Dye Another Day

There comes a time in the life of a middle-aged person when, amidst soaring education bills of the children, amidst emerging but insistent health worries, amidst inevitable work-related problems, amidst enigmatic relationship issues, amidst dark fears of future, amidst sundry emotional conundrums, he or she has to solemnly look at the mirror and summon the honesty to ask that one question of existential importance: Should I dye my hair?

And once a person decides to dye, he or she, technically, stops living.

Because colouring of hair has become such a complicated and confusing procedure going through which you acquire more greys than you would through the normal process of ageing.

When you choose to colour your hair, the first question you will be confronted with is: Why not crimson red or even Barbie pink? Or how about some spunky lilac? Yes, the world has evolved to those levels where there are more colour options for your hair than there are for the walls of your house.

These extreme vivid colours work on the scientific principle that grey hairs emerge from the grey cells that lie beneath. And if the grey cells are knocked off, the grey hairs have no chance. So, when you boldly opt for bold hues for the head, you not only start looking unmistakably dashing but also become conspicuously stupid.

Modern youth, when they streak their hair in blazing hues, at least have an excuse: They belong to the Facebook era, by which I mean this is the generation where usage of the emoticons is deemed to be the cerebral part of any literary discourse.

But what about you, the thinking oldie, the one schooled in on immortal classics and inviolable customs? Sorry. You can have no valid explanation, except accept that you have turnips for thinking cells. Personally speaking, if you are a person who chooses colours that seem attainable only through sustained and lurid radioactivity, then I will continue to judge you for that.

On the other hand, the tried and tested black dye would seem to be the safest for your hair. Because, as far as I can tell, they don’t blacken the hair as much they do the skin around it. You can spot in a huge crowd the person who uses black dye not only by his/her quiet dignity but also by the fact that his/her scalp will have the texture and tone of a leprosy patient.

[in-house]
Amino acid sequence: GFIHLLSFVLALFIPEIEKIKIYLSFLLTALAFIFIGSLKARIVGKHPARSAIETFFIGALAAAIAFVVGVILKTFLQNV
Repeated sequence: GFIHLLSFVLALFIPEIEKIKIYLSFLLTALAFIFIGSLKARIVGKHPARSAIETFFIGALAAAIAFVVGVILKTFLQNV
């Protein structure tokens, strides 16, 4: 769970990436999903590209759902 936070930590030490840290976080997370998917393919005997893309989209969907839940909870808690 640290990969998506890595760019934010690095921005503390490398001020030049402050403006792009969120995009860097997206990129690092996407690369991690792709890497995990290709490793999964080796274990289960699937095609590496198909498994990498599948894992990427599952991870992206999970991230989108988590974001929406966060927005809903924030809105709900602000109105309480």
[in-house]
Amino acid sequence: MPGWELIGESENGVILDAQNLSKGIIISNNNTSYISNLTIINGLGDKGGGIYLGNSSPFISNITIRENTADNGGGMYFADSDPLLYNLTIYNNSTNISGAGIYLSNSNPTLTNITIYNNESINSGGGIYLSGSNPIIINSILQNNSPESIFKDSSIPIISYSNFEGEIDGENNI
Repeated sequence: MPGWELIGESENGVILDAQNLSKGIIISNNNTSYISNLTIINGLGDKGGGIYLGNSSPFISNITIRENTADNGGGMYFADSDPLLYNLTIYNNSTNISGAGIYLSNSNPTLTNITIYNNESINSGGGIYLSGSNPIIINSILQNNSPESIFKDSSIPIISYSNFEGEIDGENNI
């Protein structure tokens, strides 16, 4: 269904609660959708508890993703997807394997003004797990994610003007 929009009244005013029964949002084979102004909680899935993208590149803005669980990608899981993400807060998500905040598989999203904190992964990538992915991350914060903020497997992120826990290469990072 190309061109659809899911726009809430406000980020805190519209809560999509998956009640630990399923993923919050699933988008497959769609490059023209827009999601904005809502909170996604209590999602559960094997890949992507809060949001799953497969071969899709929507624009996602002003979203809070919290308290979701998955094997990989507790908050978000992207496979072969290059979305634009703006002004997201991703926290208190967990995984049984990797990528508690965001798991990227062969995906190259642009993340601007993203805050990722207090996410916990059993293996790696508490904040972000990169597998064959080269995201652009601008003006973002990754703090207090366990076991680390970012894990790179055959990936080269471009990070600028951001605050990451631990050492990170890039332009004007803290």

As a via media between these extremes, you can settle for the quintessential naturalness of that unique Indian herb: Henna. This traditional concoction, devoid of dangerous chemicals and harmful preservatives, not only imparts an agreeable coolness on the head but also imbues a ruddy brown colour, just similar to the one your hair will acquire if you allow it to be soaked in untreated sewage for three consecutive weeks.

For the fashion conscious, this is for you: Panparag-stained teeth go well with henna-smeared head.

And now we come to the moustache. It’s with reason that nature doesn’t allow much scope for moustache in women. Moustache is impossible to measure up to the fashion standards of most women. (For simple instance, it cannot be altered daily to go with the dress of the day. And by god, NO PERMING IS POSSIBLE!)

There are three aspects to moustaches:

*No two strands of the hair on a moustache ever grow in the same direction. Their botanical counterpart is the wild weed.

*It’s stupid to think that that the two edges of a moustache can be really balanced and equal.

*And every morning, almost all moustachioed men, unfailingly attempt this stupidity.

Anyway, the point is when your moustache is all grey, people will naturally think you to be an old fellow. But when you colour your moustache, the same people will even more naturally think you to be a stupid old fellow.

Because when you dye your moustache, you will have more colour around it than on it. If your chosen colour for the dye is black, you will look as if you just glossed your lips with Revlon tar. (Don’t even attempt hennaing your moustache, people will sternly tell you to clean the paan stains).

Dealing with the moustache is easier when you take into account those bushy tufts that sprout around ears and in nostrils. Yes, middle age is technically that period in a man’s life when the hair on his head is steadily falling but spectacularly growing on the ears and in the nasal passage.

Many oldies become hard of hearing due to the fact that the hairs on their ears have grown lush enough to totally block the ear canal. Some of them, I suspect, die when the nostril hair totally closes out any possibility of exhaling and inhaling.

So that’s it folks, there are just two cardinal rules in this:

One, you can never really win against greying and balding. Eventually you get found out.

Secondly, never have a French beard. Neither one thing, nor the other, it’s a stupid idea. Exhibit A: Krishnamachari Srikkanth.

Want any further proof?

Ok, here take it: I, too, sport one.